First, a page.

Kole Skaflestad Oliver Oral History Interview, 1983  PDF

Overview of the Collection

Creator
Oliver, Kole Skaflestad
Title
Dates
1983 (inclusive)
Quantity
2 file folders
2 sound cassette
Collection Number
t227-228
Summary
An oral history interview with Kole Skaflestad Oliver, a Norwegian immigrant.
Repository
Pacific Lutheran University, Archives and Special Collections
Archives and Special Collections
Pacific Lutheran University
12180 Park Avenue South
Tacoma, Washington
98447
Telephone: 253-535-7586
Fax: 253-535-7315
archives@plu.edu
Access Restrictions

The oral history collection is open to all users.

Additional Reference Guides

Languages
English
Sponsor
Funding for encoding this finding aid was provided through a grant awarded by the National Endowment for the Humanities.


Biographical NoteReturn to Top

Kole Oliver was born Kolbjørn Andreason Oliver Skaflestad on March 25, 1905 in Naustdal, Norway. His parents were Andreas Skaflestad and Karline Knutsonsdatter Herstad, and there were eight children in the family including Kole: Aslaug, Ottar, Kolbjørn, Helga, Alf, Maalfrid, Audun, and Gunnhild. Kole's father was a farmer, livestock buyer, and veterinarian, and they lived on a large farm. Kole began school when he was six and graduated from the eighth grade when he was fourteen. After graduation, he was confirmed and began working on the farm. He also attended carpentry school, which lasted for two years. In April 1923, Kole decided to immigrate to America, where he hoped to make a better living for himself. Upon arrival to America, he changed his name so it would be easier to pronounce and traveled to Kent, WA, where his aunt and uncle, Klara Ulleland and Abraham Skaflestad, lived. Abraham was a lumber engineer and had a job waiting for Kole when he arrived. Kole lived in a logging camp, where he split wood and loaded carts, making $4 a day. At this time, Klara was pregnant, and she and Abraham decided to leave the camp. Kole stayed there for another month and a half and then moved to Seattle, where he found a construction job. He kept this job for six months and then went back to the woods. In 1927, Kole organized his own taxi cab business in the Tacoma area. He remained in the business for over fifty years, and at its peak, the business had eighty-four employees. In the beginning years of his business, Kole made a lot of trips to Aberdeen, WA, which was where he met his wife, Violet Johnson. Violet was half Swedish-Finn and half Norwegian. They were married in 1931 and had their daughter, Marlene Dawson, the following year. Kole has been quite involved in community activities, including the Sons of Norway, Scottish Rite, and Shrine. He and his family spoke Norwegian at their home everyday and kept up with Norwegian customs to some extent. Kole's hobbies include fishing in Alaska and traveling to Norway. He had returned to Norway 15-16 times.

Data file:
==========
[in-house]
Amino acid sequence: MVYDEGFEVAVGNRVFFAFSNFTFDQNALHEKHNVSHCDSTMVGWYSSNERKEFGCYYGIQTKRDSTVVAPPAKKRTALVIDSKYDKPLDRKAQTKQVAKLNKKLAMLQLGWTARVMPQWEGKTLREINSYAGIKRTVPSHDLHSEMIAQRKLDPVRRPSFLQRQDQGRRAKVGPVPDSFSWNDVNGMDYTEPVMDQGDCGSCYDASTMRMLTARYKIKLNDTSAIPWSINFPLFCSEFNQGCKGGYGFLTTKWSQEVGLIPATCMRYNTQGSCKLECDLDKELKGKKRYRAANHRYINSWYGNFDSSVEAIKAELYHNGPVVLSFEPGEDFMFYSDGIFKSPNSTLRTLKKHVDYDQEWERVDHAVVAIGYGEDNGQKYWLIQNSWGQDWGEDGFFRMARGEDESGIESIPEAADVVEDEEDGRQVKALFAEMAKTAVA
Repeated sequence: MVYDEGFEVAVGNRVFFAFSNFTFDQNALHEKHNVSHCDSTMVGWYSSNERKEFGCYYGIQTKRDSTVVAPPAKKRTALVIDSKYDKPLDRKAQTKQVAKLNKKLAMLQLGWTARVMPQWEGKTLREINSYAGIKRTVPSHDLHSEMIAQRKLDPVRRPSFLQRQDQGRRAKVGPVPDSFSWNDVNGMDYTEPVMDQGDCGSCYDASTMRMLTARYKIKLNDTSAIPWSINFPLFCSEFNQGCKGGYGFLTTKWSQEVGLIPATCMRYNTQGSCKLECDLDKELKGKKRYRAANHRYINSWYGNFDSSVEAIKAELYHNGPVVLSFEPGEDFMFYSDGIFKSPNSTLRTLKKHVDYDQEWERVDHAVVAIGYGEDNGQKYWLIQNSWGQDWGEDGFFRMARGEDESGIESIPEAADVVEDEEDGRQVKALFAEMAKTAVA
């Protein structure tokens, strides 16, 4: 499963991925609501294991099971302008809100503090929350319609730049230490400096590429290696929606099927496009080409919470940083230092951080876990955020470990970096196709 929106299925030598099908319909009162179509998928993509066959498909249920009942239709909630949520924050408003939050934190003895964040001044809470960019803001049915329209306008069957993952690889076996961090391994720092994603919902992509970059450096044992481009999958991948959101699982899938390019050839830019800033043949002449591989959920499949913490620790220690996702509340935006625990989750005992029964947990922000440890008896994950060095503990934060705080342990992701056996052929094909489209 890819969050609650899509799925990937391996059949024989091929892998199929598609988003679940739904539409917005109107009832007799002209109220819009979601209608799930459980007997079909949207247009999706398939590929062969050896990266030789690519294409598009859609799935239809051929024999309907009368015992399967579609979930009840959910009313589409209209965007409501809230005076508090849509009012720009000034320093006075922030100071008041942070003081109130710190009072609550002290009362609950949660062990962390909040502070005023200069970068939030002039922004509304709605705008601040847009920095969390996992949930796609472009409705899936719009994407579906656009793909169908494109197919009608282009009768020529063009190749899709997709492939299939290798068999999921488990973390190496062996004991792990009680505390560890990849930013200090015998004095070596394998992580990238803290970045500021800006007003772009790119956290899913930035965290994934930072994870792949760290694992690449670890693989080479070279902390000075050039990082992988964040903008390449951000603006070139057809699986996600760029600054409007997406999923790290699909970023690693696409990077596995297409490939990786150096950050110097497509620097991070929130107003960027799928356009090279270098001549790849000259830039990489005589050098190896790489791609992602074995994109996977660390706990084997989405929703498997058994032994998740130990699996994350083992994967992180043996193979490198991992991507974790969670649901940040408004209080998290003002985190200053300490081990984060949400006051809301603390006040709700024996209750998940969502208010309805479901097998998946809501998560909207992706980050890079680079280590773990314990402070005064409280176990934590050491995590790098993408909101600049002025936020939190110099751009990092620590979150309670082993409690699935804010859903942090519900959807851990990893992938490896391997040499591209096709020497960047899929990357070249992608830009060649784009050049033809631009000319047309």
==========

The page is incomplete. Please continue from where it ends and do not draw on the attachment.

Lineage

Full Name: Kolbjørn Andreason Oliver Skaflestad. Father: Andreas Skaflestad. Mother: Karlina Knutsonsdatter Herstad. Brothers and Sisters: Aslaug Skaflestad, Ottar Skaflestad, Helga Skaflestad, Alf Skaflestad, Maalfrid Skaflestad, Audun Skaflestad, Gunnhild Skaflestad. Spouse: Violet Johnson. Children: Marlene Dawson.

Content DescriptionReturn to Top

This interview was conducted with Kole Oliver on January 30, 1983 in Kent, Washington. It contains information on family background, emigration, work, marriage and family, community activities, and Norwegian heritage. The interview was conducted in English.

Use of the CollectionReturn to Top

Restrictions on Use

There are no restrictions on use.

Administrative InformationReturn to Top


Detailed Description of the CollectionReturn to Top

The partial interview transcription highlights important aspects of the interview. Numbers may be used as guides to important subjects. Two numbers separated by a slash indicate that the first number is for cassette and the second for CD.

Container(s) Description
Cassette
227, side 1 010: FAMILY BACKGROUND
Kole Oliver was born on March 25, 1905 and baptized Kolbjoern Andreason Oliver in Naustdal, Sogn og Fjordane, Norway. Kole was born at Naustdal where his parents lived on the Skaflestad farm. He changed his name when he got to America, so it would be easier to pronounce.
227, side 1 082: PARENTS
His father was Andreas and his mother was Karlina Knutsonsdatter Herstad. The family has deep roots in Naustdal; the family tree has been traced back to the 1500's.
227, side 1 120: BROTHERS AND SISTERS
There were eight children in the family: Aslaug, Ottar, Kolbjoern, Helga, Alf, Maalfrid, Audun, and Gunnhild.
227, side 1 156: GRANDPARENTS